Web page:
American economist, political writer, and commentator, Thomas Sowell discusses what he thinks would be the outcome of a nuclear Iran in a Hoover Institution interview. Sowell says the United States needs to take the Iran nuclear threat more seriously, seeking out military options should diplomacy fail. He continues that unlike in the Cold War where Russia feared retaliation should it launch nuclear weapons, leaders of the Islamic Republic of Iran are more concerned with waging a holy war than with the consequences.
After the Obama administration shifted gears in its strategy to stop Iran’s nuclear program, moving from diplomacy to sanctions, a sense of skepticism about its chances for success emanated from all corners. From top American generals saying they did not think the sanctions would work, to a wide variety of politicians, analysts and journalists — including your humble correspondent — a growing consensus emerged that the weak United Nations sanctions obtained by Washington with enormous difficulties would simply fail to deter Iran’s defiant push in pursuit of nuclear know-how and, most likely, nuclear weapons. Since the latest resolution’s passage, however, […]
One reason why President Obama and other very senior U.S. officials personally met with a select group of leading columnists and opinion writers at the White House last week was to highlight the often overlooked progress his administration has achieved in securing comprehensive European support for the U.S. policy toward Iran. Although it is too early to judge the effects of the new sanctions adopted by the EU and the United States independently and collectively through the United Nations, we can begin to assess the administration’s multilateral diplomacy. At least in the case of Europe, that diplomacy seems to be […]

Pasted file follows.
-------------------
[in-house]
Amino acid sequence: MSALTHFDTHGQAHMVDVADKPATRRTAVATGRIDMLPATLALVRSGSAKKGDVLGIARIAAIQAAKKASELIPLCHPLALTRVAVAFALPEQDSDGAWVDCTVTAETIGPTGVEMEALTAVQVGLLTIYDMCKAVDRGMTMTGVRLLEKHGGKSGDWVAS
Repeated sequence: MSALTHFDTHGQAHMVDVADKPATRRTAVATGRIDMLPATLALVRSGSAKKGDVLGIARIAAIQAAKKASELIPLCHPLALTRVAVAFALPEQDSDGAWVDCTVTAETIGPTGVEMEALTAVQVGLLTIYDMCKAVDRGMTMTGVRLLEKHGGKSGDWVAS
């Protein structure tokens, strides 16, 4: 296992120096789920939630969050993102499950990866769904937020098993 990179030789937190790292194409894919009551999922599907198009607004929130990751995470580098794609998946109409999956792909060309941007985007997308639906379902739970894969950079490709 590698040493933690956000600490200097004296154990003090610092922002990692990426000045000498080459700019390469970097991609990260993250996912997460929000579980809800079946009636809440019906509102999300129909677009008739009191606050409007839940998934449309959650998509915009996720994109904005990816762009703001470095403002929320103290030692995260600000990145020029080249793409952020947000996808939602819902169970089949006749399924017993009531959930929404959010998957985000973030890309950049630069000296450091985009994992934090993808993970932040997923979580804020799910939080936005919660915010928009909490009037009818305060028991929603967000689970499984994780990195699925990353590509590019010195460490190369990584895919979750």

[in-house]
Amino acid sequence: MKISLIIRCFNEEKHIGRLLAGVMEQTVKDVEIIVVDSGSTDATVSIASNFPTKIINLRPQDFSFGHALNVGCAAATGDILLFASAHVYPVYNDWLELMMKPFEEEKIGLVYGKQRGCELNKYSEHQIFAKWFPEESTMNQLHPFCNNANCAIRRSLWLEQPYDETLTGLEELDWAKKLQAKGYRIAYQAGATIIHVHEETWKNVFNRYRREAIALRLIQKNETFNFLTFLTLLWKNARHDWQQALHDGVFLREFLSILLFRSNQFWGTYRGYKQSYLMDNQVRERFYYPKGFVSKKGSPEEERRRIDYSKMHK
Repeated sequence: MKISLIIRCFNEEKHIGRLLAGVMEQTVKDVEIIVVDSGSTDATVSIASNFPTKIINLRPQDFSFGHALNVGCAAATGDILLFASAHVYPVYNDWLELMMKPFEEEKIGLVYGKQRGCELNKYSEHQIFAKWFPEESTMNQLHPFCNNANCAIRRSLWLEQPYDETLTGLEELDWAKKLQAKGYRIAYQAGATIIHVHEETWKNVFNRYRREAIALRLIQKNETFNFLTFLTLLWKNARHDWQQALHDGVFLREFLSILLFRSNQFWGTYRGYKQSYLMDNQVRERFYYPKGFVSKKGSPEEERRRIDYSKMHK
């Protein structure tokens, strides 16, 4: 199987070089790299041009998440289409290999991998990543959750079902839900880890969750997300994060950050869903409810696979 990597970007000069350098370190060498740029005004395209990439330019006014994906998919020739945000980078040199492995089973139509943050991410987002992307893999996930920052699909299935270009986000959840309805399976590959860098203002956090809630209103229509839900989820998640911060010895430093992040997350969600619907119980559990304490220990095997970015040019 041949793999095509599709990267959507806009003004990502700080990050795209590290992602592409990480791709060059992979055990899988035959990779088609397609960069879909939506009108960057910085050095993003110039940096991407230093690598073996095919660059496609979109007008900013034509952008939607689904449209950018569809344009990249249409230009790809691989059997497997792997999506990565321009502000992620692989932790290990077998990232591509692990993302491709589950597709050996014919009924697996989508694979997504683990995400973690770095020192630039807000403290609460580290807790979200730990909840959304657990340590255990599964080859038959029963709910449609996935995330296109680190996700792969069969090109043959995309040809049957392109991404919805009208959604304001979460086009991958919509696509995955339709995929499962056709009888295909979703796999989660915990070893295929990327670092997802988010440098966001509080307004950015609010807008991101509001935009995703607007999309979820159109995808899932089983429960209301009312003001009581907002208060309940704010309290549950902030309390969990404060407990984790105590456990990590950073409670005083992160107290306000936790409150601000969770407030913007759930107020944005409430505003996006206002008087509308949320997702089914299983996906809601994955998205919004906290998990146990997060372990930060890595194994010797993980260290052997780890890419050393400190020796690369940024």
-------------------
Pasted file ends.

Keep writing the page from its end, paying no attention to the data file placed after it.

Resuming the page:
Syrian forces detained 400 people last month in connection with the separatist Kurdistan Workers’ Party (PKK). Meanwhile Syria, Turkey and Iran have seemingly stepped up their coordinated response to the militant group. In an e-mail interview, Aliza Marcus, a writer based in Washington, and the author of “Blood and Belief,” a book on the PKK, explains Syria’s,Turkey’s, and Iran’s fight against the militant group. WPR: Historically, what has been the level of cooperation between Turkey, Syria and Iran in fighting Iraq-based PKK and PJAK militants? Aliza Marcus: Turkey, Iran and Syria historically have been at odds when it comes to […]
Early this Monday, a small barrage of rockets struck the Red Sea cities of Eilat, in Israel and Aqaba, in Jordan. The missiles, which appeared to come from the Sinai, inside Egyptian territory, killed one Jordanian man and injured five. While few doubted the main target of the attack was Israel, it was less clear who exactly launched the rockets. Jordanian authorities claimed they had proof the strikes had originated in Egypt, while Egypt promptly blamed Hamas, which quickly denied any responsibility. Once again, Hamas and Egypt found themselves in a familiar position — on opposite sides of a dispute. […]